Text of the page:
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UPDATE: Community honored for investigationA car. A tree. A crash. A confession. When Bloomington, Indiana, psychologist Albert Fink crashed his car and admitted to police that he falsified a mental evaluation in a criminal case in 2016, it sent shock waves throughout Indiana and beyond.Our reporting prompted action at the highest levels of the Indiana court system. We also learned that there is another, much larger potential pool of victims for whom justice remains to be seen.Financial support for this reporting project came from the Fund for Investigative Journalism.https://www.youtube.com/watch?v=uDkCaiYm-Ds

A Scar on the System- From the courtroom to the exam room

Steve Burger

In Indiana, most criminal case mental competency exams are performed in a county jail. Psychologists say that's a bad idea. We went inside the Vanderburgh County Jail to find out how the process works and ran smack into an incident with an aggressive, mentally ill inmate.

Outside the booking area at the Vanderburgh County Jail, three male and two female jailers rush past to deal with what is becoming a common scenario- a potentially violent, mentally ill person, in this case resisting a change of clothing following a court appearance.

This time, even though the inmate remains agitated, the situation is resolved without the need for further restraint. The jail staff go back to their other duties.

The staff's frustration is evident at the increasing number of mentally ill inmates in already overcrowded facilities. For the Indiana counties using the online Odyssey case management system, annual orders for exams to determine legal competency nearly tripled between 2011 and 2016.

It is those mentally ill, or intellectually challenged criminal defendants for whom Dr. Albert Fink is suspected of falsifying competency exams. Fink pleaded guilty to a felony charge of obstructing justice in August. The 85-year-old psychologist received probation and had to surrender his professional licenses.

Psychologist David Cerling has performed hundreds of competency exams over the past 25 years. We meet at the jail to see the conditions under which those exams are performed in Vanderburgh County.

He leads me to a room next to a staff office. Despite cinder block walls , the setting is pleasant. There is a conference table with padded chairs. A neutral shade of carpeting covers the floor. Few of the jail sounds reach this inner area.

“ What I do when I begin the evaluation is certainly try to clarify on the one hand that it’s not confidential, but then this has been ordered by the court, and that’ I’m going to ask them a number of questions pertaining to their personal history but also the specific charges they’re facing,”

Dr. Cerling says because a competency exam is not confidential, attorneys are often eager to read his reports. “The court orders kind of use boiler plate language in saying it’s competence,  many times of course attorneys are interested in other information being disclosed as far as the defendant is concerned, perhaps for other reasons as well.”

Indiana law requires two exams of a criminal defendant. While Dr. Cerling is not suspected of any wrongdoing, his is the second name on most of the 29 cases for which Albert Fink may have filed false reports in Vanderburgh County. Dr. Cerling says despite working on many of the same cases, he rarely saw or spoke with Dr. Fink:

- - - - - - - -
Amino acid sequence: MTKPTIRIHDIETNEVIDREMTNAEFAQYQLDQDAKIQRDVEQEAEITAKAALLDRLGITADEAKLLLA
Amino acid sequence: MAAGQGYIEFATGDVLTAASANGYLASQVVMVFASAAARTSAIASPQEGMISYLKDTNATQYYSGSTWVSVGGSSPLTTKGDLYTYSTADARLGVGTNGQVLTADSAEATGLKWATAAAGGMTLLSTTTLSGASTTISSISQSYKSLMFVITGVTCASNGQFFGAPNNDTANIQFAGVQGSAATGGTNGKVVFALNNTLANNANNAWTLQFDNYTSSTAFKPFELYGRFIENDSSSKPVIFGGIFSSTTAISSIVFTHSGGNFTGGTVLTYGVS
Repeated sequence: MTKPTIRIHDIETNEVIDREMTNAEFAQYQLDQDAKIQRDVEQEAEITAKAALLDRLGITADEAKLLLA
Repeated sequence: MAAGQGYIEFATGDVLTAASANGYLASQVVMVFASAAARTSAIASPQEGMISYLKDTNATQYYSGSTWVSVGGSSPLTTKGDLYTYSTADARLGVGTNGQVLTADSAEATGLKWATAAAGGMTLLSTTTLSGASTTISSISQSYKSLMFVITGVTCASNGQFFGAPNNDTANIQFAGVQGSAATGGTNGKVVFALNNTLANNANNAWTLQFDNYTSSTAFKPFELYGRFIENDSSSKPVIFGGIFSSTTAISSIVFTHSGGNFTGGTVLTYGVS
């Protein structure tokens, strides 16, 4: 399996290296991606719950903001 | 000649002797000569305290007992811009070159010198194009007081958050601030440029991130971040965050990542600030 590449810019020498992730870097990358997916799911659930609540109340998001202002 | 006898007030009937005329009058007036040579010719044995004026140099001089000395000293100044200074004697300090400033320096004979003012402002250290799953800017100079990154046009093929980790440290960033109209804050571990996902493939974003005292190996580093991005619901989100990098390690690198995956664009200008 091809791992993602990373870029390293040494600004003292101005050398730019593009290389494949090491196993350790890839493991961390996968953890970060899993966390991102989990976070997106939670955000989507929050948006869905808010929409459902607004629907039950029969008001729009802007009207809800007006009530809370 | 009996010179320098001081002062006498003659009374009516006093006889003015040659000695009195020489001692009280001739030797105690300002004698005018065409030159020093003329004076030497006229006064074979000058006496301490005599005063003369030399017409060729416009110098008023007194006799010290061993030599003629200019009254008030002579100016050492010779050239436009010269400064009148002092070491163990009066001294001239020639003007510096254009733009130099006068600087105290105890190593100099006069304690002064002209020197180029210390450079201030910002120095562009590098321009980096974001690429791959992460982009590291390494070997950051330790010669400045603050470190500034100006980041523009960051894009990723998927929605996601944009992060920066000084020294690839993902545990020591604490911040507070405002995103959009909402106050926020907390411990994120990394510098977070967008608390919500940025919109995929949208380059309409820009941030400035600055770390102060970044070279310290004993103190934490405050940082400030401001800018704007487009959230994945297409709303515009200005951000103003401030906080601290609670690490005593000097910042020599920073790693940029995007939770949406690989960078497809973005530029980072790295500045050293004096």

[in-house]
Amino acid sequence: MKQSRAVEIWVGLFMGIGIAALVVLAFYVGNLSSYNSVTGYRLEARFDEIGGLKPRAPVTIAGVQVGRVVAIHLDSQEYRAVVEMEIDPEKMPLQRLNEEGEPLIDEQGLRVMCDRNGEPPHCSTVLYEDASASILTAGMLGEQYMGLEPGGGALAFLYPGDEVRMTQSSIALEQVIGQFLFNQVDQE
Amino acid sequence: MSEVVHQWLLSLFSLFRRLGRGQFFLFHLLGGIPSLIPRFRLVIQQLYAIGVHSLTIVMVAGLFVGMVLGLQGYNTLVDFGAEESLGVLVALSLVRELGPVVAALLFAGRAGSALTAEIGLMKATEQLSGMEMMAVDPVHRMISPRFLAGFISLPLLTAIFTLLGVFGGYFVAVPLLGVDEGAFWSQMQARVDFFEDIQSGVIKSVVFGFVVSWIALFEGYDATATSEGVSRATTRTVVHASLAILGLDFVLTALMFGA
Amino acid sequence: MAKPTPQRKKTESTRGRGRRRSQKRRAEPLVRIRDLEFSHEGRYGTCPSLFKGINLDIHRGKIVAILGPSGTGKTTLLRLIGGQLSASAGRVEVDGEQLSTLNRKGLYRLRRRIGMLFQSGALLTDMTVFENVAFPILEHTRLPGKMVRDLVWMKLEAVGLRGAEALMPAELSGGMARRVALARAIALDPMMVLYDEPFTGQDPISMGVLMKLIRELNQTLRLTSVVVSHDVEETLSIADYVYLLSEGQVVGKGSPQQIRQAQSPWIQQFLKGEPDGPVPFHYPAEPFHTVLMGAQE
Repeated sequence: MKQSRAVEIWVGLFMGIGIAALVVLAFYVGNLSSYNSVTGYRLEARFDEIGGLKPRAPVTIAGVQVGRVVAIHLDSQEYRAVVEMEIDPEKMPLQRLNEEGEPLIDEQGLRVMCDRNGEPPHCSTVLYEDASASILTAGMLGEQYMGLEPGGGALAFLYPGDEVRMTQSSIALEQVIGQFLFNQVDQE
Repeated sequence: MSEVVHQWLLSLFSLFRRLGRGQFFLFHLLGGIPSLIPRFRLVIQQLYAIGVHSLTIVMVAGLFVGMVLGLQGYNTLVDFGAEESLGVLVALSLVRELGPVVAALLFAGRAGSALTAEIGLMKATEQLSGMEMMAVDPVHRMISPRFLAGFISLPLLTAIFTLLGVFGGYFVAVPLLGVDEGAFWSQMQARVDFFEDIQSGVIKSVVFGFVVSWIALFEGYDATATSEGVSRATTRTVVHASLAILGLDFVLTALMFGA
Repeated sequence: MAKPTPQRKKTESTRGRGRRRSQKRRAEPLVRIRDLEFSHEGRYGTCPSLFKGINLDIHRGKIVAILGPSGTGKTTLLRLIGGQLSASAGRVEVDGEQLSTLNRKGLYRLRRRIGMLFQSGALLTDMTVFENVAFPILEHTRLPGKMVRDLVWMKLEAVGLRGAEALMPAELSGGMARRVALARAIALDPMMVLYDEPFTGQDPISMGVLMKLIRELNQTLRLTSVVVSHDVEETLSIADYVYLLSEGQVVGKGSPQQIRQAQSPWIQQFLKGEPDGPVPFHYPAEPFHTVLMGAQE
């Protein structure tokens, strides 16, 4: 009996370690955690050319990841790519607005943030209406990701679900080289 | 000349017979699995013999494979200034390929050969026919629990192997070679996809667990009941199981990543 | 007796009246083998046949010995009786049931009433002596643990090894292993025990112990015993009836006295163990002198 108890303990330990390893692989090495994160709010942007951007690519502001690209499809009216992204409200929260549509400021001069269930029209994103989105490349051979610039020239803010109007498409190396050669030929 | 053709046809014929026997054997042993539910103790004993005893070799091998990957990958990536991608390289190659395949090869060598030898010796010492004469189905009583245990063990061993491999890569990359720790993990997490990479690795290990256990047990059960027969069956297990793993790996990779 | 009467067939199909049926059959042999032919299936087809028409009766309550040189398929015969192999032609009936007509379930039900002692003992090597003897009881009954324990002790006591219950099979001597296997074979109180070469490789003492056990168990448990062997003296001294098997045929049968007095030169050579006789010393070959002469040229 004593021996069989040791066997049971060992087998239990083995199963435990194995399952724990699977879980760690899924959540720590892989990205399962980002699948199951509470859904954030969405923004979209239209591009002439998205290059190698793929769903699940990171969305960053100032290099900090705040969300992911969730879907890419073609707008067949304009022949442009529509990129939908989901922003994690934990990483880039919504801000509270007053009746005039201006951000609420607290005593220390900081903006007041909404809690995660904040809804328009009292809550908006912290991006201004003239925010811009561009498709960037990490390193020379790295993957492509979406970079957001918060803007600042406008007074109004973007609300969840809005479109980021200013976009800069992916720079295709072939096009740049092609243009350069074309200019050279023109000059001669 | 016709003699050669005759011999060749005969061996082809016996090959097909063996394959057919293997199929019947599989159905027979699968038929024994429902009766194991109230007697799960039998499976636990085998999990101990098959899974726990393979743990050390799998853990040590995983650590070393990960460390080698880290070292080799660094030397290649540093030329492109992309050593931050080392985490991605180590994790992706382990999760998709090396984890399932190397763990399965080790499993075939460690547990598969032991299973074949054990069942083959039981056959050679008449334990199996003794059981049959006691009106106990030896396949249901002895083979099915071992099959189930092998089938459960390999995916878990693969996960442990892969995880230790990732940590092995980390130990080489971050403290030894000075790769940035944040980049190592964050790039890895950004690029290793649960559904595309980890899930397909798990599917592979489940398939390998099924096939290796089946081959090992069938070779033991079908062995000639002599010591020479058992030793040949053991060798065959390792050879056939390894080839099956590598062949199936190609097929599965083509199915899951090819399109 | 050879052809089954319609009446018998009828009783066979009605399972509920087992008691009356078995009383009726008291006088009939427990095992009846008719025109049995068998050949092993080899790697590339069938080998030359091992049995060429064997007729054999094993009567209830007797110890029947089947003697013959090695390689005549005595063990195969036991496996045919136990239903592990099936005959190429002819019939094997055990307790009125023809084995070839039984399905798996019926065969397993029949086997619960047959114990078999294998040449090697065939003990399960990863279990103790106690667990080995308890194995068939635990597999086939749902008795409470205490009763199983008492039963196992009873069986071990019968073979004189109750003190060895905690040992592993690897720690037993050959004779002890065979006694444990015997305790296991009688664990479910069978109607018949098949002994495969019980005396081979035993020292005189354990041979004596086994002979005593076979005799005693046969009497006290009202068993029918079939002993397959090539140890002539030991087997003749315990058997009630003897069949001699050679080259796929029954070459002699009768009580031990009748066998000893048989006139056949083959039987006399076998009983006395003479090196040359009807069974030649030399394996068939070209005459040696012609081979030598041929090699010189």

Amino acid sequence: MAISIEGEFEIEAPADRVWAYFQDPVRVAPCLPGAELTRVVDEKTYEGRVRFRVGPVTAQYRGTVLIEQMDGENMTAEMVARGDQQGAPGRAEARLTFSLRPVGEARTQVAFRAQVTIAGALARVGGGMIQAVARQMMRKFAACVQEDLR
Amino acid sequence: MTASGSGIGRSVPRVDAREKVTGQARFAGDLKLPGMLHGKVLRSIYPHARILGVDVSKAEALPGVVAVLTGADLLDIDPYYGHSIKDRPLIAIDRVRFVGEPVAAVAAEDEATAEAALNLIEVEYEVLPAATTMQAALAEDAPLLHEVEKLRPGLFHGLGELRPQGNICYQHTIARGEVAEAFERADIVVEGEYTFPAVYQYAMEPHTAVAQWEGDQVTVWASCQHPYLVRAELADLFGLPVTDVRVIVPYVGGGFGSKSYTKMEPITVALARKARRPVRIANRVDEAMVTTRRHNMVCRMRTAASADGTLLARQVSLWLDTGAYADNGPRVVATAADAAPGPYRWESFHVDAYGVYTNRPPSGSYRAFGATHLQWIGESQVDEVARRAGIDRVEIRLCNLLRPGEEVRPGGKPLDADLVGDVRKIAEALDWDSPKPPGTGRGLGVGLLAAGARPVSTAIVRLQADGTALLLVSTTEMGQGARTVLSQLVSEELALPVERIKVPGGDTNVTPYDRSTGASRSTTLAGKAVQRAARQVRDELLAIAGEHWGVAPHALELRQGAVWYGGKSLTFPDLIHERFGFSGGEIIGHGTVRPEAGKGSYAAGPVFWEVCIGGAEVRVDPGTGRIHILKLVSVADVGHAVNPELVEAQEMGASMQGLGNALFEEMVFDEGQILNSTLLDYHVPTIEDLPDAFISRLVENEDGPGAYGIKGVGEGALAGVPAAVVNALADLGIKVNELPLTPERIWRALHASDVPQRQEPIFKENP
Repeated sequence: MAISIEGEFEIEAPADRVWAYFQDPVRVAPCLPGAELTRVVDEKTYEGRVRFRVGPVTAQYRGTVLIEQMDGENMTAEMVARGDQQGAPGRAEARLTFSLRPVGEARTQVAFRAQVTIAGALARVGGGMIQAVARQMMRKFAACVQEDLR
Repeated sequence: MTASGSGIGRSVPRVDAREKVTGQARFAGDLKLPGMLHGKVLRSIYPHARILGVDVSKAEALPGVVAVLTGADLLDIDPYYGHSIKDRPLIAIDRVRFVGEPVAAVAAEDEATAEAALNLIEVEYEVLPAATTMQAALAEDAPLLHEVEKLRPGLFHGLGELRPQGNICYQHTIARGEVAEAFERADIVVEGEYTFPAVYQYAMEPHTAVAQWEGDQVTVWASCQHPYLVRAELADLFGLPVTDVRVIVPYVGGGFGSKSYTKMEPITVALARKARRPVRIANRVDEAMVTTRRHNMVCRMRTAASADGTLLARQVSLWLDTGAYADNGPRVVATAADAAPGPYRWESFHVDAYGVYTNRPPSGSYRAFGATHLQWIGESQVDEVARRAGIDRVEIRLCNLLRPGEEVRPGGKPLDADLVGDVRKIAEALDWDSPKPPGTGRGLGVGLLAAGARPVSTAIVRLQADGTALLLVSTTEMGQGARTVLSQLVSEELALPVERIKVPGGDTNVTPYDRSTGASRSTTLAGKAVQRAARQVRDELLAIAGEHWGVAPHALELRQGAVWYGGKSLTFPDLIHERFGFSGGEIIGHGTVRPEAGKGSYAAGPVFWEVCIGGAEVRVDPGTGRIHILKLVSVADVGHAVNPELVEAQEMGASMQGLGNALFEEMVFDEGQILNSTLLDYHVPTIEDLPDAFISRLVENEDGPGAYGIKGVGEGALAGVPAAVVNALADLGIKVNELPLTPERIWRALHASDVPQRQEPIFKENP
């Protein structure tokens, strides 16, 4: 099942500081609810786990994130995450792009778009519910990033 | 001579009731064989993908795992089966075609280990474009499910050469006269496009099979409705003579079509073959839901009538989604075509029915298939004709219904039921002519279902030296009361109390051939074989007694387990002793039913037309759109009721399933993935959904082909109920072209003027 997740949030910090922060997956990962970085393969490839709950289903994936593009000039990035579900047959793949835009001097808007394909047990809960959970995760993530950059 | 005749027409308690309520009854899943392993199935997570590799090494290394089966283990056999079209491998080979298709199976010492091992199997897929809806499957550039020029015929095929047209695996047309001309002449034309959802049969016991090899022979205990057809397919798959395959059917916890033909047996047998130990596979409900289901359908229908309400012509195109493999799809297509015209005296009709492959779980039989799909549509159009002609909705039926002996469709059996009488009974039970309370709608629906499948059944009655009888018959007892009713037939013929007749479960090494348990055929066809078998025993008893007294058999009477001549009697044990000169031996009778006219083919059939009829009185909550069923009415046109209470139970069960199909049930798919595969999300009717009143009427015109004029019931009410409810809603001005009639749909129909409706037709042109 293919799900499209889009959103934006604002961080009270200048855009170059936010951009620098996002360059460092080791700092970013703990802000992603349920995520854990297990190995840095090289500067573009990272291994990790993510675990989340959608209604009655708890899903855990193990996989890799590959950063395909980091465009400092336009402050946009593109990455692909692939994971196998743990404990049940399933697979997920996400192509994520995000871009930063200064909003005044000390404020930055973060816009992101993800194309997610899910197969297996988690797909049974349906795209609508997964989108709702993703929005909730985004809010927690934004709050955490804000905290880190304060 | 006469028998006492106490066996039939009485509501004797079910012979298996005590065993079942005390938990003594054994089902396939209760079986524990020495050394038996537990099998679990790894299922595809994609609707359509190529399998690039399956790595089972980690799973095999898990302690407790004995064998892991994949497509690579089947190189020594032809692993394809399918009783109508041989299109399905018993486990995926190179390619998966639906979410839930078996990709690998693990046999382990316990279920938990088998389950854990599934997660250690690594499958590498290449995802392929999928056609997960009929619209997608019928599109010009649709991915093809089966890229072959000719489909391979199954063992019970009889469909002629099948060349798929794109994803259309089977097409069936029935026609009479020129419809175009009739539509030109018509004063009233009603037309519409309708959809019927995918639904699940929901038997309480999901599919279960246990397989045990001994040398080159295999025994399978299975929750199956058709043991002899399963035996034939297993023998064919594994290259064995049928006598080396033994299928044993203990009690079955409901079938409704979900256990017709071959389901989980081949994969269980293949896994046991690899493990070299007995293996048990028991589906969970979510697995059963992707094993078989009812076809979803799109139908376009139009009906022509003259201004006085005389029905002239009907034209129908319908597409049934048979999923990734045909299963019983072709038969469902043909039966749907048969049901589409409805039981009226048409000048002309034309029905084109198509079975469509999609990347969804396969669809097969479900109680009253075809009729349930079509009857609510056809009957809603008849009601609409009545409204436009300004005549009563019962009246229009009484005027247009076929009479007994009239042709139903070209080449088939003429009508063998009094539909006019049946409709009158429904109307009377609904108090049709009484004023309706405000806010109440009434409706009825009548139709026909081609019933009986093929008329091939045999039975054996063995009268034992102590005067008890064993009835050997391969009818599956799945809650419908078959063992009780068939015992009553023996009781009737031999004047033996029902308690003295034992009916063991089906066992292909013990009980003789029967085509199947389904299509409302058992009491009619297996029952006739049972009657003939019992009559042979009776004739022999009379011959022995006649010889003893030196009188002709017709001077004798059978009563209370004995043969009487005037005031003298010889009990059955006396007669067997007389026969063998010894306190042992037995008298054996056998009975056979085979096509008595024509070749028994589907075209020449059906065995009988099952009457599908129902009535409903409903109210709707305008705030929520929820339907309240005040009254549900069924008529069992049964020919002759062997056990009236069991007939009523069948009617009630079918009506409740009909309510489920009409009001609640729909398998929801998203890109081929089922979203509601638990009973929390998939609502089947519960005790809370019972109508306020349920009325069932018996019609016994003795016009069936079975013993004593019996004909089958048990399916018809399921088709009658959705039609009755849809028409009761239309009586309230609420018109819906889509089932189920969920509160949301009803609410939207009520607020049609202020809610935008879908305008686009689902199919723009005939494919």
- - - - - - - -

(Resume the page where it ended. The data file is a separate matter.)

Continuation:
“I would imagine there wasn’t more than 30 or 40 words. One of the things is that these are supposed to be independent evaluations, so certainly we didn’t talk about ongoing evaluations.”

A common theme that turned up during our year-long investigation is that law enforcement, corrections and the courts are all dealing with more mentally ill defendants. I asked Dr. Cerling for his take on why that has become the norm.  In his opinion, we are now seeing the fallout from decades of inadequate mental health treatment funding after society forced the state to take mentally ill people out of institutions and put them into community settings. He says the patients were de-institutionalized, but then left to their own devices.

Dr. David Cerling on why the courts are dealing with more mentally ill patients these days.

There is a general sense of incredulity at the brazen nature of Albert Fink’s crimes and the fact that no one was aware of them until a bizarre incident when Fink crashed his car into a tree and confessed to police at the scene. But that doesn’t mean any significant changes will be made to monitor future exams more closely.

  • For example, pointing out that Albert Fink was actually caught and punished, Vanderburgh County prosecutor Nick Hermann says he is not planning to make any big adjustments in his office.
  • Vanderburgh County sheriff Dave Wedding doesn’t think any changes need to be made in jail record-keeping policies.

The county’s chief public defender says that his office will be more careful checking those jail records and will hire independent experts to review high profile cases involving competency, but Steve Owens says that is probably where any local changes will stop. “Yeah, I guess maybe that’s what I’m trying to say. I don’t think there will be any changes made in the court system.”
Albert Fink was convicted of falsifying the evaluation in one case, but we heard from several people that there were more suspicious evaluations. Just when we were about to wrap up our investigation into the damage Albert Fink’s crimes have done to the Indiana legal system, we obtained the list investigators put together of other suspicious cases.

Those cases have now reached the attention of Indiana’s highest court. We’ll talk about that in our next segment.

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